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France announces anti-pollution plan to fight smog

On the Paris motorway, the speed limit has been lowered to 60 km/hour, whilst public transport has been made free
On the Paris motorway, the speed limit has been lowered to 60 km/hour, whilst public transport has been made free Reuters/Charles Platiau

France is stepping up measures to curb red-alert pollution levels with a new prevention plan, that will be launched next Summer. The plan which includes speed-limits for high-polluting vehicles will be enforced in the regions most affected by smog. It comes amid rising health concerns. 

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French Environment minister, Phillippe Martin, laid out measures on Saturday for a pollution prevention plan as high levels of smog continue to engulf the capital.

The plan will reinforce speed restrictions for high-polluting vehichles, in thirty regions including Ile de France, where the limit has been broken several times.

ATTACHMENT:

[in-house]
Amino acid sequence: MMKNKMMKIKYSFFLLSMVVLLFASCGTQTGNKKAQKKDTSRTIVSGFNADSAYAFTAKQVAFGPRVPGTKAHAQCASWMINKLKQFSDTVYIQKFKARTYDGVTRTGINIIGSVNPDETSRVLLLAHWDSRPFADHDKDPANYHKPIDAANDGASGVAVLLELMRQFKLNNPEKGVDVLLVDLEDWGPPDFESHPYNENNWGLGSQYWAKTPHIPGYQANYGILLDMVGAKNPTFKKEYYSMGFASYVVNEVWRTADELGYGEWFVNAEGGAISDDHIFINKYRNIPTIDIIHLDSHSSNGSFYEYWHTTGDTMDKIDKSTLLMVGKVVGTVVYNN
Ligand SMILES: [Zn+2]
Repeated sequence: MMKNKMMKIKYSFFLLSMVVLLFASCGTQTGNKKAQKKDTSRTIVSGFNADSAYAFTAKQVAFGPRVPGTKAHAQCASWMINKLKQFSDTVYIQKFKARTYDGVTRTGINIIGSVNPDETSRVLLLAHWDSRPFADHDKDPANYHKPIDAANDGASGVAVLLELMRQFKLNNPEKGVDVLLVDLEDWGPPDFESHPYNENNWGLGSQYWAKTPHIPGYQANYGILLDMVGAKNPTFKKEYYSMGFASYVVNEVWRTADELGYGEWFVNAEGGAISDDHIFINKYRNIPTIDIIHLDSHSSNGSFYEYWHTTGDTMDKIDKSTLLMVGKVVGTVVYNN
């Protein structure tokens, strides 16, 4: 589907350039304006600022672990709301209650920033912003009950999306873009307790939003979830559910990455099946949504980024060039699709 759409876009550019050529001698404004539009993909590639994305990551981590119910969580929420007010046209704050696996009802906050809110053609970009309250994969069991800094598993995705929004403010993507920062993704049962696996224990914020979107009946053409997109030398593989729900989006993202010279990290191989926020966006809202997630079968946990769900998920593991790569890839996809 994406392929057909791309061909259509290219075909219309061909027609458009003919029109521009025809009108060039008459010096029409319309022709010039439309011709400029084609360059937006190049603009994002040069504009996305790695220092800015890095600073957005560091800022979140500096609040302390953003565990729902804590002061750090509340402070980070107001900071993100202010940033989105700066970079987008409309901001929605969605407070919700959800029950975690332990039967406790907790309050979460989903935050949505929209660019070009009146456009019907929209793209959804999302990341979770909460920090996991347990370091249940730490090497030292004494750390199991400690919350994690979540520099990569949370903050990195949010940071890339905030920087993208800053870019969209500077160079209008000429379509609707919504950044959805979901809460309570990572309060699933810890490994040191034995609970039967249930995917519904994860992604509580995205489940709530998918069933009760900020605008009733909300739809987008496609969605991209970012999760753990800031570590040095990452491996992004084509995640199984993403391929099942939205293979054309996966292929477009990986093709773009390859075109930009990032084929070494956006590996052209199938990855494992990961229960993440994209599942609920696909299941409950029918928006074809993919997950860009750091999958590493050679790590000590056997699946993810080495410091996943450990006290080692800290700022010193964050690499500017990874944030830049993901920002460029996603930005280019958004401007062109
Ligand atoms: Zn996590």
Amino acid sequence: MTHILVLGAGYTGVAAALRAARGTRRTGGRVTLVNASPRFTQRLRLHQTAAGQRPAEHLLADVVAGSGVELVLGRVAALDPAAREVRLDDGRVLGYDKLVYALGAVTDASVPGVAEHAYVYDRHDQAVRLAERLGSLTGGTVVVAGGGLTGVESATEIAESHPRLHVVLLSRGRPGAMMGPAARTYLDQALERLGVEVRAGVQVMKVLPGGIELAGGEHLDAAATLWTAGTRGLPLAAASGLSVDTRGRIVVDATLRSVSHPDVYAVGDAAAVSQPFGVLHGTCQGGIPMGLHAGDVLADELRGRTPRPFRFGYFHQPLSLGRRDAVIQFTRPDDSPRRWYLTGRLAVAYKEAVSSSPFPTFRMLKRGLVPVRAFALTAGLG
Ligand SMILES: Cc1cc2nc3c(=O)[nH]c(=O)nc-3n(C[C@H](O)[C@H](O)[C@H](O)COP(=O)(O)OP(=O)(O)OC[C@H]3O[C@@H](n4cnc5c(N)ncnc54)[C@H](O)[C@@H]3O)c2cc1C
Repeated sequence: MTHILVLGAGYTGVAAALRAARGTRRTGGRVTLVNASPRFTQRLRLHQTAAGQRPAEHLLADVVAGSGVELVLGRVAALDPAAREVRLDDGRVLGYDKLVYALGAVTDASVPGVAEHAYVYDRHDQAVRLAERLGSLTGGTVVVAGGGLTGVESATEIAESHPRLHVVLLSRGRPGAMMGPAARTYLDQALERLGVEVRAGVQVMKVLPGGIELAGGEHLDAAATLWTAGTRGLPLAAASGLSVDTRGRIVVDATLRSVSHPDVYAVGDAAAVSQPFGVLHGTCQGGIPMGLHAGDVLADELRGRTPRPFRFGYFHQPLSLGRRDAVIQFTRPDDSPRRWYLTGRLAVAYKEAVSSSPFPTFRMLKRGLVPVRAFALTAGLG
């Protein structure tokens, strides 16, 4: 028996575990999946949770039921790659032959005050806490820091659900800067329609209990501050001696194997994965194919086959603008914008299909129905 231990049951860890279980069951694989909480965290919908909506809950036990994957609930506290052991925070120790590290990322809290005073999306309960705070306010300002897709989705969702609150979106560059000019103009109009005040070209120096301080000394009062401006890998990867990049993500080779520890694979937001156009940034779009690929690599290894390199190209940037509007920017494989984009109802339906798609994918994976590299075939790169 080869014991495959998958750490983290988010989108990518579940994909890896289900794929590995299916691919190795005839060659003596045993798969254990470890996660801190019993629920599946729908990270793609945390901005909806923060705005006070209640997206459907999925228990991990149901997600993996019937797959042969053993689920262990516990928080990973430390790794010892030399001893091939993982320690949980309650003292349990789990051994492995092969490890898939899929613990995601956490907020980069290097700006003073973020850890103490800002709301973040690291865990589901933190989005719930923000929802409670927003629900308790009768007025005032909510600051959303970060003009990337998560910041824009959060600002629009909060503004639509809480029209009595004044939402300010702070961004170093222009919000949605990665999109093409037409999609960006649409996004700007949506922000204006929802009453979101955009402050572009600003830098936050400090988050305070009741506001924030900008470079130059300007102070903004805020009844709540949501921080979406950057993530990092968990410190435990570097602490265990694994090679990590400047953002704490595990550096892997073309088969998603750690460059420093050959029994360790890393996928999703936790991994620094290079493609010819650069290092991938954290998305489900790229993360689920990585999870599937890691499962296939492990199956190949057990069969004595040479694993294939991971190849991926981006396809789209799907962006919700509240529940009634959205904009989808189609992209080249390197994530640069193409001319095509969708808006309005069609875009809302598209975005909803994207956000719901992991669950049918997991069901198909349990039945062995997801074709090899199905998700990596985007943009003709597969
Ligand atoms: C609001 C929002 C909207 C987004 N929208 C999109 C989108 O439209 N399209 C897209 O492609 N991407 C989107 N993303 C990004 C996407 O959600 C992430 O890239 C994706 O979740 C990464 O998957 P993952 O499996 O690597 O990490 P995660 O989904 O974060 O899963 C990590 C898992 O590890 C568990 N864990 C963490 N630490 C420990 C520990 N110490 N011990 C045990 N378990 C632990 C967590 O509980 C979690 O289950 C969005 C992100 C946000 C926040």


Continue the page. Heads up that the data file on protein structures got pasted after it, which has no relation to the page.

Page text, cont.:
High pollution levels were reported only last December in and around Paris, blamed on diesel-powered vehicules.

The environment ministry is under pressure from environmental groups to adopt an alternating traffic system to prevent new cases of severe smog.

But the ministry says that banning cars with odd and even licence plates on alternate days will be complicated to enforce.

Experts blame the spike -which enters its fifth day - on the abnormally warm weather and cold nights. The dangerously high levels of pollution has forced the government to offer free public transport to encourage drivers to leave their cars at home.

Other measures such as banning large trucks from entering Paris, as well as making the public bike and car sharing services free for all, have also been adopted. But environmental groups still want the government to do more.

In an interview on Saturday, the Environment minister said he was working closely with local authorities to elaborate a plan for the most affected areas.

Earlier this week, concentrations of small particles in the air exceeded the threshold considered safe for humans, triggering widespread pollution alerts and health concerns.

 

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